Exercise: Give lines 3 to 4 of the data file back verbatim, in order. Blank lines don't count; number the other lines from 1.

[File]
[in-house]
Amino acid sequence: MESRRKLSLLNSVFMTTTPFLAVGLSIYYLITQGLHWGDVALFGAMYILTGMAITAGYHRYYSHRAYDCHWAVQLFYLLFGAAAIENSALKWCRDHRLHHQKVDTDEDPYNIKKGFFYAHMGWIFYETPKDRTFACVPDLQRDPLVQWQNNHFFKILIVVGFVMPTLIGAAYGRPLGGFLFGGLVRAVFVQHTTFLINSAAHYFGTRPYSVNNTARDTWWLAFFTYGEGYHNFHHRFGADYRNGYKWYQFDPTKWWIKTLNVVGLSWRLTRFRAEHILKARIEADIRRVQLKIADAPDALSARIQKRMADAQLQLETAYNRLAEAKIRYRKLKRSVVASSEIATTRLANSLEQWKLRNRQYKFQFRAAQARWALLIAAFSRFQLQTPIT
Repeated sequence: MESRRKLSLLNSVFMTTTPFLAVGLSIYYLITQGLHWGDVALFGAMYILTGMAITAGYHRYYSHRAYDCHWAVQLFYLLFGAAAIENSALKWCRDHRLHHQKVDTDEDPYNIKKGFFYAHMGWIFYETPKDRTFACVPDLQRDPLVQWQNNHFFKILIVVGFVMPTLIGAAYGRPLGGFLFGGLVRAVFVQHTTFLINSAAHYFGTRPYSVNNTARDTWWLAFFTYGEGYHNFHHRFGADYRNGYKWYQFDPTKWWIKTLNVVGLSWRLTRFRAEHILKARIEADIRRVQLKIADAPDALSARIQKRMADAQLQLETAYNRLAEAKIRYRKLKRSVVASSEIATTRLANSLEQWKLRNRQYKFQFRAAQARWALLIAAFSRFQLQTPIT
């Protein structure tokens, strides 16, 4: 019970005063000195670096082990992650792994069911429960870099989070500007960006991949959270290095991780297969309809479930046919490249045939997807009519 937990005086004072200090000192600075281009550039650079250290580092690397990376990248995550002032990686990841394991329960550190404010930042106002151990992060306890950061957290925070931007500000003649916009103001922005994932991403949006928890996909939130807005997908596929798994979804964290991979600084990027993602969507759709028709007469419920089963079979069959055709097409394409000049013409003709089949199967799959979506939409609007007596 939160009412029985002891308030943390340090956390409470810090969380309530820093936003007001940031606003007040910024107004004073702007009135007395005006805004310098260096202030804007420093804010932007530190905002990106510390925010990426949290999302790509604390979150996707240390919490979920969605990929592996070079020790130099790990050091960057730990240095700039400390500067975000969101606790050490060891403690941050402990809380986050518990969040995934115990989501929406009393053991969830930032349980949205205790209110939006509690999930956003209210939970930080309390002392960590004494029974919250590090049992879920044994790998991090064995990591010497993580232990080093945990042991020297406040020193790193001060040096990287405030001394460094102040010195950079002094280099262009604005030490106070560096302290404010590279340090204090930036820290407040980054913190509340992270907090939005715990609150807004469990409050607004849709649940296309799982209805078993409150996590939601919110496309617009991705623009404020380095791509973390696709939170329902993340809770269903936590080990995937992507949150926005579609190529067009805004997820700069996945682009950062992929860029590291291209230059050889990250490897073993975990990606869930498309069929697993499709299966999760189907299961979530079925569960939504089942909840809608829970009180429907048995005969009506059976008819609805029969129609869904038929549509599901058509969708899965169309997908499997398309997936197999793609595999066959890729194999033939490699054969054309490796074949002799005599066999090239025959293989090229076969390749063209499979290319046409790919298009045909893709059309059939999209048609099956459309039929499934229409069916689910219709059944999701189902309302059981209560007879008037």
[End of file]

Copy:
Repeated sequence: MESRRKLSLLNSVFMTTTPFLAVGLSIYYLITQGLHWGDVALFGAMYILTGMAITAGYHRYYSHRAYDCHWAVQLFYLLFGAAAIENSALKWCRDHRLHHQKVDTDEDPYNIKKGFFYAHMGWIFYETPKDRTFACVPDLQRDPLVQWQNNHFFKILIVVGFVMPTLIGAAYGRPLGGFLFGGLVRAVFVQHTTFLINSAAHYFGTRPYSVNNTARDTWWLAFFTYGEGYHNFHHRFGADYRNGYKWYQFDPTKWWIKTLNVVGLSWRLTRFRAEHILKARIEADIRRVQLKIADAPDALSARIQKRMADAQLQLETAYNRLAEAKIRYRKLKRSVVASSEIATTRLANSLEQWKLRNRQYKFQFRAAQARWALLIAAFSRFQLQTPIT
């Protein structure tokens, strides 16, 4: 019970005063000195670096082990992650792994069911429960870099989070500007960006991949959270290095991780297969309809479930046919490249045939997807009519 937990005086004072200090000192600075281009550039650079250290580092690397990376990248995550002032990686990841394991329960550190404010930042106002151990992060306890950061957290925070931007500000003649916009103001922005994932991403949006928890996909939130807005997908596929798994979804964290991979600084990027993602969507759709028709007469419920089963079979069959055709097409394409000049013409003709089949199967799959979506939409609007007596 939160009412029985002891308030943390340090956390409470810090969380309530820093936003007001940031606003007040910024107004004073702007009135007395005006805004310098260096202030804007420093804010932007530190905002990106510390925010990426949290999302790509604390979150996707240390919490979920969605990929592996070079020790130099790990050091960057730990240095700039400390500067975000969101606790050490060891403690941050402990809380986050518990969040995934115990989501929406009393053991969830930032349980949205205790209110939006509690999930956003209210939970930080309390002392960590004494029974919250590090049992879920044994790998991090064995990591010497993580232990080093945990042991020297406040020193790193001060040096990287405030001394460094102040010195950079002094280099262009604005030490106070560096302290404010590279340090204090930036820290407040980054913190509340992270907090939005715990609150807004469990409050607004849709649940296309799982209805078993409150996590939601919110496309617009991705623009404020380095791509973390696709939170329902993340809770269903936590080990995937992507949150926005579609190529067009805004997820700069996945682009950062992929860029590291291209230059050889990250490897073993975990990606869930498309069929697993499709299966999760189907299961979530079925569960939504089942909840809608829970009180429907048995005969009506059976008819609805029969129609869904038929549509599901058509969708899965169309997908499997398309997936197999793609595999066959890729194999033939490699054969054309490796074949002799005599066999090239025959293989090229076969390749063209499979290319046409790919298009045909893709059309059939999209048609099956459309039929499934229409069916689910219709059944999701189902309302059981209560007879008037």